99 Poems: New & Selected
Graywolf Press, 2016
208 pp., $24.00
Teaching Us the Names
I like the drill—
Poverty, Chastity, and Growing Grapes.
The archbishop calls my port a miracle.
Don't tell His Grace, but I still doubt there is
an afterlife. That's not why I stay there.
This is the life I didn't want to waste.
His commits himself to monastic life not to gain a heavenly reward but to live his earthly life more fully. Like the port he makes, his life gains richness and flavor as it ferments within the limits of these vows. And the assonance of "Grapes," "Grace," "stay," and "waste" causes the vowels to roll like full-bodied wine over the reader's tongue as the poem draws to a close.
The ghost in "Haunted" provokes the narrator to lead a more rooted life, and the ghostly voices in "A California Requiem" mourn the damage caused by their failure to do so. Gioia imagines walking through a cemetery and hearing earlier settlers of California speak to him from their graves: "Become the voice of our forgotten places. / Teach us the names of what we have destroyed." Without these names, they cannot seek absolution for their crimes: "We cannot ask forgiveness of the earth / For killing what we cannot even name." Words make our minds articulate and thus responsible to a complex reality, whereas displaced desire remains abstract and fails to cultivate the particularizing language of care.
Poetry, by attending to the intimate particulars of the people and places we love, can teach us to name and value them properly. One of the last poems in this volume, "The Apple Orchard," remembers a romantic stroll one spring afternoon. The narrator ponders what would have happened if he had reached out to his partner, yet now he will never know:
What more could I have wanted from that day?
Everything, of course. Perhaps that is the point—
To learn that what we will not grasp is lost.
Wanting everything, he got nothing. Gioia, in a talk titled "Sense of Place," quotes this poem, concluding that "what we will not grasp, what we will not protect in the world around us, will be lost." As long as we covet the feeling of being in love more than we desire the good of the beloved, we will fail to name or care responsibly.
Responsibility and fidelity do not prevent loss, but they deepen love so that we experience loss not as a lonely, haunting "might-have-been," but as the ripeness and culmination of intimacy. As the final poem in this volume, "Marriage of Many Years," concludes,
Let the young vaunt their ecstasy. We keep
our tribe of two in sovereign secrecy.
What must be lost was never lost on us.
Placing these poems so close together highlights the tension between their concluding lines and suggests that fidelity to a person or a place enables one to relinquish, to live and lose well. Without such fidelity, desire haunts us with "what-ifs that won't stay buried," but marriage enables us to cherish the beloved we know will be lost.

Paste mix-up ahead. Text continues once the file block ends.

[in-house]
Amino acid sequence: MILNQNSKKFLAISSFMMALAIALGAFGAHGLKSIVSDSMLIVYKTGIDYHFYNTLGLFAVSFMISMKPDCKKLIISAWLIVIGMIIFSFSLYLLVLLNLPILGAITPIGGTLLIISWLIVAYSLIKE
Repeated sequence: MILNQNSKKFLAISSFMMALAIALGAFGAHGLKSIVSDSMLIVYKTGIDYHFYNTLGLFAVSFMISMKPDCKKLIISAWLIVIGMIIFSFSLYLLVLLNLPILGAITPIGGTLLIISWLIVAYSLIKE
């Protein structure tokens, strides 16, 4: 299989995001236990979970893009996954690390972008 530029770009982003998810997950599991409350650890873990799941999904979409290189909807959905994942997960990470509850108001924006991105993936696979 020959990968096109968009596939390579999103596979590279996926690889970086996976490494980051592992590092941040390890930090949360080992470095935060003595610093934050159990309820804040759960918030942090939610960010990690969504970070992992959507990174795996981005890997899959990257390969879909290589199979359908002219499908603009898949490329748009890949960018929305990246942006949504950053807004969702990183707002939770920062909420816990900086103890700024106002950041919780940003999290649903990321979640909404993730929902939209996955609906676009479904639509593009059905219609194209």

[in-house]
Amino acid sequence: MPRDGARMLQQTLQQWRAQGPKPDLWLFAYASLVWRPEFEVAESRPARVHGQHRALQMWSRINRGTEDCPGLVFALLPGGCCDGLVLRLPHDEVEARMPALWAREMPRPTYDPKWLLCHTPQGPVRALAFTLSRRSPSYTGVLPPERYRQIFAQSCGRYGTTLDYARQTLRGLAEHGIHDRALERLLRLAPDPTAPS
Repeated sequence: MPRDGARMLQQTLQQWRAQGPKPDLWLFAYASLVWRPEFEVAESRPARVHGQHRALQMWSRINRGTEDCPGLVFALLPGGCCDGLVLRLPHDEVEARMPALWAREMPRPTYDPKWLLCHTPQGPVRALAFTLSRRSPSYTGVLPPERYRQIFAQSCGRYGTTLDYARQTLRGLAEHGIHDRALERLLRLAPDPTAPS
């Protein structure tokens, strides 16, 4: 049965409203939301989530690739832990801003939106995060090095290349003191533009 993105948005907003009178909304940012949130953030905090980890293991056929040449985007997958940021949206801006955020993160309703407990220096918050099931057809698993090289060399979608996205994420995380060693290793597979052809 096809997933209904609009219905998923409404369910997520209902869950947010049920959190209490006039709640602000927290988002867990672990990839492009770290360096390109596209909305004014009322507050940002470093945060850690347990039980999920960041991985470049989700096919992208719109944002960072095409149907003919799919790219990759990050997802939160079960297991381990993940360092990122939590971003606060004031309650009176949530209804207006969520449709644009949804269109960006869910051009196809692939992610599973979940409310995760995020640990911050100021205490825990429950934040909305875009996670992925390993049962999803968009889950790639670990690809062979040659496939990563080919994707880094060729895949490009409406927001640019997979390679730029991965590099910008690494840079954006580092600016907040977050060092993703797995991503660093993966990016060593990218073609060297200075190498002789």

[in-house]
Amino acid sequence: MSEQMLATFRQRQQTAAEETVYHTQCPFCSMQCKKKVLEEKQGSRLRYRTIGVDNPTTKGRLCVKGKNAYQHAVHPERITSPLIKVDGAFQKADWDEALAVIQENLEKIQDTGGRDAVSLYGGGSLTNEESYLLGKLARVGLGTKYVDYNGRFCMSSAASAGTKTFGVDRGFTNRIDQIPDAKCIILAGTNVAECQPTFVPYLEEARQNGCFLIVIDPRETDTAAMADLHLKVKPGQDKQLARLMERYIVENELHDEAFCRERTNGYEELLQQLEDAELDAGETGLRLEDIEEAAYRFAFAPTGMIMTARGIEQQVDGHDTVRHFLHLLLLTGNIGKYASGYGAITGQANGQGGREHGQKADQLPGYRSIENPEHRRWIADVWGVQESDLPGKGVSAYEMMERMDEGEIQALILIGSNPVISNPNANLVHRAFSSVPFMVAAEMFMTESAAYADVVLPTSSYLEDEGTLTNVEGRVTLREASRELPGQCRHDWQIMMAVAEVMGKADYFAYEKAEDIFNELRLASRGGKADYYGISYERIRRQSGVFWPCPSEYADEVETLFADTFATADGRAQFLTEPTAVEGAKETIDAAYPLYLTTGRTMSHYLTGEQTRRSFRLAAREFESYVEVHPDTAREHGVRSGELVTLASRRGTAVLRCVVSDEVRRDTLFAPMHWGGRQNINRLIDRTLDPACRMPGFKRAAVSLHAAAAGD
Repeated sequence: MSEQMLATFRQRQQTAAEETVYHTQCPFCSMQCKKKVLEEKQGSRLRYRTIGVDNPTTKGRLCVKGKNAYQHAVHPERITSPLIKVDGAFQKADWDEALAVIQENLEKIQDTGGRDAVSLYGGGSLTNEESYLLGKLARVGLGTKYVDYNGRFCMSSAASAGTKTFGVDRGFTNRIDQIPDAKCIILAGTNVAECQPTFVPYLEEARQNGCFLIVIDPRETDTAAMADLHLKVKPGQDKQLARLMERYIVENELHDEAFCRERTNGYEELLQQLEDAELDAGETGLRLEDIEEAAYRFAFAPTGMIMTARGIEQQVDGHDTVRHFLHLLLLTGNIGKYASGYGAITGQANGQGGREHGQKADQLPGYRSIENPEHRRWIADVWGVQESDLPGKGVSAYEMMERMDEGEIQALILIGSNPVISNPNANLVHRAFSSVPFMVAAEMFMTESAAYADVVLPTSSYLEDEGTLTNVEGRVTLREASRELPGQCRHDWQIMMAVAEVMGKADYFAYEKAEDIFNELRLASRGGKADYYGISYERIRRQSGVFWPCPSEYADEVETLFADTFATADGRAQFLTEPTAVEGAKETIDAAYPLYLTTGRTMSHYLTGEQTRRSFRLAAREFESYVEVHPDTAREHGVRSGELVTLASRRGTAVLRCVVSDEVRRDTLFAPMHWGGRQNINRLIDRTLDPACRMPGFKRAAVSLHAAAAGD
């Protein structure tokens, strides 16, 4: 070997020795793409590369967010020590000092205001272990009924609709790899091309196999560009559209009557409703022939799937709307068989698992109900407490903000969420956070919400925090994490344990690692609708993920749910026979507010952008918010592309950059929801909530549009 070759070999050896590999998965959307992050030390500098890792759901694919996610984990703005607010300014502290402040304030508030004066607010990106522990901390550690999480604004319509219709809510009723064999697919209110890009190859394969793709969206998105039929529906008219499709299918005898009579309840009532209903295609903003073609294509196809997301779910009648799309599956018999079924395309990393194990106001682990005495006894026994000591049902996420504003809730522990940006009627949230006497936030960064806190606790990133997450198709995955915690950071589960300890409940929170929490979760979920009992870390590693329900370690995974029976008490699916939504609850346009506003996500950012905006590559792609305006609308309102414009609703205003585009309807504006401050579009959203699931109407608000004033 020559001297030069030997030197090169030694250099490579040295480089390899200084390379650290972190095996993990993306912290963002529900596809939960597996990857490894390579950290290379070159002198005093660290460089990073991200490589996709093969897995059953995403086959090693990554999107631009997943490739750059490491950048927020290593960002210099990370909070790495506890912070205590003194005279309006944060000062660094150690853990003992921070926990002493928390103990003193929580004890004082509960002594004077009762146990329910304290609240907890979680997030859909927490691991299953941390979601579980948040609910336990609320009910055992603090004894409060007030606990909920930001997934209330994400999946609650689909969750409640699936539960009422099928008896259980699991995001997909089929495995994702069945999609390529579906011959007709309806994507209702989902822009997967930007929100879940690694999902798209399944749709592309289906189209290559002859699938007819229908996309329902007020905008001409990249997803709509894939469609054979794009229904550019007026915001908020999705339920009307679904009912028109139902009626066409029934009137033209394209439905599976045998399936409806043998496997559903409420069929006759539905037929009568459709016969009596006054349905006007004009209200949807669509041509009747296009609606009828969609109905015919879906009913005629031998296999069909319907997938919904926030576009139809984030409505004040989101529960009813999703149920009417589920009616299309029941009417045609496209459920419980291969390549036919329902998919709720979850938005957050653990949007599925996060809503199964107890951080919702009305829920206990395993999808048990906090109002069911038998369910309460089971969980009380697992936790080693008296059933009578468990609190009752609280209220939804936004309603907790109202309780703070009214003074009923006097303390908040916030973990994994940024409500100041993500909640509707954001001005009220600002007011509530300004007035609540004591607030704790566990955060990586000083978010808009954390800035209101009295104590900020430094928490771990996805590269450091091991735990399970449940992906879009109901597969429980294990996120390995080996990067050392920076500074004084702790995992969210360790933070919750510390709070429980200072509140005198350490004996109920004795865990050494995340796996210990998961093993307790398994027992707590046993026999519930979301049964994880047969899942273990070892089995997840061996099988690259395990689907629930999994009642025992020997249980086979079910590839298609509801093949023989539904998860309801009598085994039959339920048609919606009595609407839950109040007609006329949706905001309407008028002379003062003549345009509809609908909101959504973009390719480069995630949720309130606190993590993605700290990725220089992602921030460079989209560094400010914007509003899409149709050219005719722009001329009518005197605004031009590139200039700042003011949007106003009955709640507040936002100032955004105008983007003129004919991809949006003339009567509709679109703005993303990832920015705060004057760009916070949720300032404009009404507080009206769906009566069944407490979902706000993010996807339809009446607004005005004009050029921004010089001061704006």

Gioia's countercultural commitment to making art that orders and roots our restless desires likely flows from his Catholic faith. He argued for the renewal of Catholic art in a widely-read essay published by First Things, and in a recent interview he confided that "art without a metaphysical dimension still feels diminished to me." Gioia's assessment of Richard Wilbur seems to apply equally well to his own poetry: "Although Christianity provides the central vision of his work, he has written little devotional verse—overtly pious poetry, that is, that tries to replicate the act of worship. Instead, Wilbur characteristically uses the images, ideas, and ceremonies of the Christian faith to provide perspective on the secular world." This is precisely what Gioia's poetry does as it probes and critiques the frenetic restlessness of modern desire.
In one of his more explicitly religious poems, "God Only Knows," Gioia speculates that perhaps "Bach's greatest work / was just an improvised / accompaniment" that "stopped the burghers / squirming in their pews," causing them to see a sky full of "angels / holding ledgers / for a roll call of the damned." Terrified that they would hear their names read from this roll, these suddenly-attentive burghers "sung / to save their souls." Like Bach's music, Gioia's poetry is sublime enough to hold the attention of even the most distractible readers. And once he has their attention, he teaches them to name and care for their places, their neighbors, and their eternal souls.
Jeffrey Bilbro is assistant professor of English at Spring Arbor University. His book Loving God's Wildness: The Christian Roots of Ecological Ethics in American Literature was published in 2015 by University of Alabama Press.
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